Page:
“Woolpit is an ancient English village situated between the Suffolk towns of Bury St. Edmunds and Stowmarket. And it’s a village with a very strange story attached to it. So the tale goes, back in the 12th Century, a young girl and boy, of strangely green-hued skin, appeared in Woolpit one day, claiming to have come from a magical place called St. Martin’s Land. It was, they said, a place which existed in an atmosphere of permanent twilight, and where the people lived underground, on nothing but green beans. While the story has been relegated by many to the realms of mere myth and folklore, it may not be just that. It might, actually, be much more.”
Although there are those who have embraced the theory that the green children may have had supernatural origins – fairies, for example – I personally think there is a much more likely scenario, as I also noted in 2013 article: “The pair may have been suffering from a condition called Hypochromic Anemia, in which the sufferer – as a result of a very poor diet that, in part, affects the color of the red blood-cells – can develop skin of a noticeably green shade. In support of this scenario, Hypochromic Anemia was once known as Chlorosis, a word formulated in the early 1600s by a Montpellier professor of medicine named Jean Varandal. And why did Varandal choose such a name? Simple: It came from the Greek word Chloris, meaning greenish-yellow or pale green.”
Although I don’t personally think that the mystery is one which has supernatural origins, I thought today I would share with you the words of those who have commented on the theory that the Green Kids of Woolpit may have been extraterrestrial in nature. Little Green Men? Well, some might say “Yes.” Dr. Karl Shuker, one of the world’s leading Cryptozoologists, wrote of this ancient affair:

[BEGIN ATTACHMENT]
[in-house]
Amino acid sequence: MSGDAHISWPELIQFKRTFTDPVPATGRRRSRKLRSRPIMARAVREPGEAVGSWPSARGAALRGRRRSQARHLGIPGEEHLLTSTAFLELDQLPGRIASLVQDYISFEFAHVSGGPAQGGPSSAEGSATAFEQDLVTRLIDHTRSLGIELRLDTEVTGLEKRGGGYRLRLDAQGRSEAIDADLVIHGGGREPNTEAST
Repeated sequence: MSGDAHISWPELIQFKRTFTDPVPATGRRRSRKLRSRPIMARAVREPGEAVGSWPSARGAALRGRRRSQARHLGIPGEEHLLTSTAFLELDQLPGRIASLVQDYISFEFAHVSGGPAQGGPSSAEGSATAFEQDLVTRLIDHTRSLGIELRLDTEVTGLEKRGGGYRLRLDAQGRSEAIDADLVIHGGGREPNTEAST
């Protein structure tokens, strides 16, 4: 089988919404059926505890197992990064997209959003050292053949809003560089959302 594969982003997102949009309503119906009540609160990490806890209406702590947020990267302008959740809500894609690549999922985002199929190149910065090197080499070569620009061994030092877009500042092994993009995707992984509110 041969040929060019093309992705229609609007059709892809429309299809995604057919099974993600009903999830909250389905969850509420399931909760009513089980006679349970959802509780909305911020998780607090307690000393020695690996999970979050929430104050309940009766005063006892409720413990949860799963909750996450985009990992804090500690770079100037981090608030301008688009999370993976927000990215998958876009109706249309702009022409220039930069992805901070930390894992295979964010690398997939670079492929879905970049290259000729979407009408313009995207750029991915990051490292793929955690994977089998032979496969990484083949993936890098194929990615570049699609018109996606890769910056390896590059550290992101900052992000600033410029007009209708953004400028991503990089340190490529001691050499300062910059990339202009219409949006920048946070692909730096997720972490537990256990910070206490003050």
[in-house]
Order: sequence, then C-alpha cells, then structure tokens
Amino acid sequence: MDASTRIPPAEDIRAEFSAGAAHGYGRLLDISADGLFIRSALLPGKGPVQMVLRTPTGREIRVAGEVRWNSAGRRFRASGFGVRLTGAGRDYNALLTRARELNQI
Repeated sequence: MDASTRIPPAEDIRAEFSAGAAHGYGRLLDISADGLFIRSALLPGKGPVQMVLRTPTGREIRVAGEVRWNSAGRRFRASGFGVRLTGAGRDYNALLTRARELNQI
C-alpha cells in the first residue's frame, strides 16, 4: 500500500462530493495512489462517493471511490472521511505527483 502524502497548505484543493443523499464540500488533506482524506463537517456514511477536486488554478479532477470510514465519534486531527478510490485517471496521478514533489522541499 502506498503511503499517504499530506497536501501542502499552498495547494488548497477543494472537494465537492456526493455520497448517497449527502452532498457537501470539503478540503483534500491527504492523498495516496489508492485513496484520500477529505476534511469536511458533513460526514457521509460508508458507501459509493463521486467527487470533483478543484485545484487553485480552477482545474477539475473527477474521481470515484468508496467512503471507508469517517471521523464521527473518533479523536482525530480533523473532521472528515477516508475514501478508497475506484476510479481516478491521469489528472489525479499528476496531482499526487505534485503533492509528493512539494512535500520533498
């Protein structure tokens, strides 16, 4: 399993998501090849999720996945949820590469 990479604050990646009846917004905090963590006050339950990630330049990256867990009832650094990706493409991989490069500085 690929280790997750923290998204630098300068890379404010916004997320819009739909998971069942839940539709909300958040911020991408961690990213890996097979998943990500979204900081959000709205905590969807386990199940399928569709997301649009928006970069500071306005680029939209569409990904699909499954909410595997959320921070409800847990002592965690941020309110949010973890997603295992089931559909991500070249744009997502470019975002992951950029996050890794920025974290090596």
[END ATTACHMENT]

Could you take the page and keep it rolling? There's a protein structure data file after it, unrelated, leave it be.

“In his book Mysteries: Solved and Unsolved (1959), [Harold T.] Wilkins boldly proposed that the green children may have entered our world from a parallel version (existing in a separate dimensional plane but directly alongside our own), by accidentally passing through some form of interdimensional ‘window’ bridging the two. Another dramatic proposal is that the green children are extraterrestrials. As long ago as 1651, Robert Burton opined in his tome Anatomy of Melancholy that they may have come from Venus or Mars.”
Tristan Eldritch provides the following: “To a modern reader, the children might suggest stranded extraterrestrials of some kind, and this interpretation of the tale goes back much further than you would imagine.” Eldtritch adds that, “the story found its way into Francis Goodwin’s fancy The Man in the Moone (1638), a work sometimes regarded as the very earliest example of science fiction.”
Melanie Koslovic offers this: “It has also been suggested that the children may have been aliens, or inhabitants of a world beneath the Earth. In 1996 an article was published in the magazine Analog concerning this mystery; astronomer Duncan Lunan hypothesized that the children were accidentally sent to Woolpit from their home planet due to a malfunction in their ‘matter transmitter.’ Lunan thinks that the planet from which the children originated may be trapped in a synchronous orbit around its sun, presenting the conditions for life only in a narrow twilight zone between a fiercely hot surface and a frozen dark side. He believes the children’s green color is a side effect of consuming genetically modified alien plants eaten on their planet.”
As I said, I am firmly in the down-to-earth camp when it comes to the matter of the strange children of Woolpit. It’s unlikely, though, that the matter will ever be resolved to the satisfaction of everyone.